What keeps a furnace going: the amount of heat it produces or the amount of fuel it has available? It's the latter, of course.
Which is why Tesla Inc.'s stock jumped as much as 3.6 percent on Tuesday after it emerged that Chinese Internet giant Tencent Holdings Ltd. had taken a 5 percent stake in Elon Musk's electric-vehicle and renewable-energy company. The stock has come off a little since, but Tesla is still less than 6 percent away from its all-time intraday peak.
Tencent's appearance raises all sorts of potentially bullish scenarios, ranging from helping Tesla sell more cars in China to partnerships in vehicle technology.
But, really, it's just about the cash.
As I've written about here and here, Tesla's critical issue is ensuring it raises enough capital to offset its considerable cash burn and deliver on its ambitious (to say the least) growth plans. That's why it just raised more money with another equity issuance -- its seventh by Bloomberg's count -- and convertible stock sale (I strongly suspect it won't be the last). An increasing share count and a near-peak share price have pushed Tesla's market capitalization within striking distance of that of Ford Motor Co.
As a reminder, Ford sold 6.65 million vehicles last year versus less than 80,000 for Tesla.
(Take a moment to just let that chart sink in.)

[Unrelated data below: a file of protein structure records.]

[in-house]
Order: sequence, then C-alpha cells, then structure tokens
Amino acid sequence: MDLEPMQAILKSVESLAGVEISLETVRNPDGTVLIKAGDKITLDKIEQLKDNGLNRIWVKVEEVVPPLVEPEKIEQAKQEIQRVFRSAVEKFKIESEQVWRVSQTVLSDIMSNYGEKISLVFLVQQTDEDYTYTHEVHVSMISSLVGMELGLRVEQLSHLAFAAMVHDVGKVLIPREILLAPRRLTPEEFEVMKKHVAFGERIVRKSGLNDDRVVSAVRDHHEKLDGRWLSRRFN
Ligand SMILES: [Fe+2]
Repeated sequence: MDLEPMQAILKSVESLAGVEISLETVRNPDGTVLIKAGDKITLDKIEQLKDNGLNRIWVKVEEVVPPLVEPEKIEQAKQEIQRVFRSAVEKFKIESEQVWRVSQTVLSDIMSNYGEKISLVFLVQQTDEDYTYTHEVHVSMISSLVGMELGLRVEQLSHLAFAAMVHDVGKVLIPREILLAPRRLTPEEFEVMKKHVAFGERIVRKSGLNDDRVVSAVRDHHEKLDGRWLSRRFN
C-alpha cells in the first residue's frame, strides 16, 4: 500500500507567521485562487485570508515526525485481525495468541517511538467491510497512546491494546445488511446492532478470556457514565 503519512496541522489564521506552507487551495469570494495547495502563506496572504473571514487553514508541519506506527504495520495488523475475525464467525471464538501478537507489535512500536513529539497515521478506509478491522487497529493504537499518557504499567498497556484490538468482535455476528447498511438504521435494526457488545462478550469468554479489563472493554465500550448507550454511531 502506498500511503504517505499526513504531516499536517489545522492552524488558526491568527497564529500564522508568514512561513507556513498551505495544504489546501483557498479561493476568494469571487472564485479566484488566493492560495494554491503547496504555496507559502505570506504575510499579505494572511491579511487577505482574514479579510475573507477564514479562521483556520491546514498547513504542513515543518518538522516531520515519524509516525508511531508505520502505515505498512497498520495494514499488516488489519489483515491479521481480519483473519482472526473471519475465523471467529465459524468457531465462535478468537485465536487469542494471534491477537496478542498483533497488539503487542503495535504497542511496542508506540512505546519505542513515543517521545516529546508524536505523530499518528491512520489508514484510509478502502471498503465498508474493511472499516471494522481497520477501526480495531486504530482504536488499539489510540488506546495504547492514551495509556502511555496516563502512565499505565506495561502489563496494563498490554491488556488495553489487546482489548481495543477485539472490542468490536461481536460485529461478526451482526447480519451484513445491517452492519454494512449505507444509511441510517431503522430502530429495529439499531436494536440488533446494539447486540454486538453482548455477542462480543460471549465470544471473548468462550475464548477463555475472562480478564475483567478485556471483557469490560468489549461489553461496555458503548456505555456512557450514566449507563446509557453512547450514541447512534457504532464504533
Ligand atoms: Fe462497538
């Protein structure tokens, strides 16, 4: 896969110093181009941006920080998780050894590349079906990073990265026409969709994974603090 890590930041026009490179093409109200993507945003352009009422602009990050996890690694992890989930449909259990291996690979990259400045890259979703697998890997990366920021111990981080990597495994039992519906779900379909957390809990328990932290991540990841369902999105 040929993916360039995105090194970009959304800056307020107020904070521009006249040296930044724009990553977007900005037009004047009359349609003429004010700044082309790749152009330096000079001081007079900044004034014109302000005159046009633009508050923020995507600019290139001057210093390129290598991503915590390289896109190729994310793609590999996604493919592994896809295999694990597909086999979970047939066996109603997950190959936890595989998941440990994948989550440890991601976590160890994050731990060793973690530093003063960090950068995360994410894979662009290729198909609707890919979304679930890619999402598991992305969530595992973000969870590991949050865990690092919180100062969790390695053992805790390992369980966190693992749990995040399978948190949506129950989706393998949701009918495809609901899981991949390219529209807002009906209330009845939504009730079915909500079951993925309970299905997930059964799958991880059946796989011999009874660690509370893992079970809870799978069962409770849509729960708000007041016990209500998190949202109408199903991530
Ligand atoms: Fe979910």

Tencent's arrival on the scene isn't a game-changer, but Ford and General Motors Co. (along with the world's oil companies) should be unnerved anyway. Because the roster of investors potentially willing to fund Tesla despite its red flags just gained another convert.
And what a convert: Tencent's market cap of $275 billion is almost double that of Tesla, Ford and GM combined. It is also a serial deal maker, having announced 50 deals worth almost $20 billion in just the past 12 months, according to data compiled by Bloomberg.
And the targets are quite an eclectic bunch, ranging from Indian e-commerce platform Flipkart Online Services Pvt Ltd. to bike-sharing start-up Beijing Mobike Technology Co. Regarding the latter, this piece from fellow Gadfly Tim Culpan gives you a sense of how comfortable Tencent is investing in long-term value propositions (to borrow a banker's euphemism).
In contrast, GM's stock jumped even more than Tesla's on Tuesday morning -- but mainly because David Einhorn was calling on the company to issue a funky second class of shares to boost its abysmal price/earnings multiple. That is a very different situation.
Despite the fuel expended already on Tesla's wild ride, supplies haven't dried up yet.
This column does not necessarily reflect the opinion of Bloomberg LP and its owners.
Enterprise value is market cap plus net debt, preferreds and minorities. In the case of Ford and GM, the calculation is a bit more complicated because of their large financing businesses. In general, these are kept separate when calculating enterprise value, so as to measure just the core automotive business. That is the metric used here.
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